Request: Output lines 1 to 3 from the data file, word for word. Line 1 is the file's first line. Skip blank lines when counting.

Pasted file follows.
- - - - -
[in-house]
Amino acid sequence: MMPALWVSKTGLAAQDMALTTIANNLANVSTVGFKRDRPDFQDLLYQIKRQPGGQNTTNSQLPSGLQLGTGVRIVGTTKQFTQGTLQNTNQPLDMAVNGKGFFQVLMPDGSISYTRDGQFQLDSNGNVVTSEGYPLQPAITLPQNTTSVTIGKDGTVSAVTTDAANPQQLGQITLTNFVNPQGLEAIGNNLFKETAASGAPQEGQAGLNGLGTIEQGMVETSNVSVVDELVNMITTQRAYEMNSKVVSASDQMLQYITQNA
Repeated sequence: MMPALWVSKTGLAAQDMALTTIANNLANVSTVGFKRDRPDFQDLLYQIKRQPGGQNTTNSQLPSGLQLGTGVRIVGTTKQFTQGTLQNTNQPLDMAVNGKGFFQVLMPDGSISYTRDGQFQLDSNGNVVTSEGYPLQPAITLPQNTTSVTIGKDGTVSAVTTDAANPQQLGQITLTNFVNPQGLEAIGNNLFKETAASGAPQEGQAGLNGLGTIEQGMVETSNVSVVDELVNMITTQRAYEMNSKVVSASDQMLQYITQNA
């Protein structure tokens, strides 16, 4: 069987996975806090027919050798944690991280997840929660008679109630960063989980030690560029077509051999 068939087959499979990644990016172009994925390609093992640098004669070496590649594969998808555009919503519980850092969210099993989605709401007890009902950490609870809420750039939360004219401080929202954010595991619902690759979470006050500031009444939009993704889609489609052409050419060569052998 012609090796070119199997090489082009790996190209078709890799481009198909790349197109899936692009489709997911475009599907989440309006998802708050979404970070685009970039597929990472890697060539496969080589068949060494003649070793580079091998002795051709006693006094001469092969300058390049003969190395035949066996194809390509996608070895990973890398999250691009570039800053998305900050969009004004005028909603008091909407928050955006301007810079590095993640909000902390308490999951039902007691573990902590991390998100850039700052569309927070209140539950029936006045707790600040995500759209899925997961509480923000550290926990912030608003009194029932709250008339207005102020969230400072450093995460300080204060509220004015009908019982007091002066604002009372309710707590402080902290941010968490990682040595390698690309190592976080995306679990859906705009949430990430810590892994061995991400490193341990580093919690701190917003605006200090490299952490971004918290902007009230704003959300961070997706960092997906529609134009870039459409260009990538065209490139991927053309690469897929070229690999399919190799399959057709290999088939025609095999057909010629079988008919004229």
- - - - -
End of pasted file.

[in-house]
Amino acid sequence: MMPALWVSKTGLAAQDMALTTIANNLANVSTVGFKRDRPDFQDLLYQIKRQPGGQNTTNSQLPSGLQLGTGVRIVGTTKQFTQGTLQNTNQPLDMAVNGKGFFQVLMPDGSISYTRDGQFQLDSNGNVVTSEGYPLQPAITLPQNTTSVTIGKDGTVSAVTTDAANPQQLGQITLTNFVNPQGLEAIGNNLFKETAASGAPQEGQAGLNGLGTIEQGMVETSNVSVVDELVNMITTQRAYEMNSKVVSASDQMLQYITQNA
Repeated sequence: MMPALWVSKTGLAAQDMALTTIANNLANVSTVGFKRDRPDFQDLLYQIKRQPGGQNTTNSQLPSGLQLGTGVRIVGTTKQFTQGTLQNTNQPLDMAVNGKGFFQVLMPDGSISYTRDGQFQLDSNGNVVTSEGYPLQPAITLPQNTTSVTIGKDGTVSAVTTDAANPQQLGQITLTNFVNPQGLEAIGNNLFKETAASGAPQEGQAGLNGLGTIEQGMVETSNVSVVDELVNMITTQRAYEMNSKVVSASDQMLQYITQNA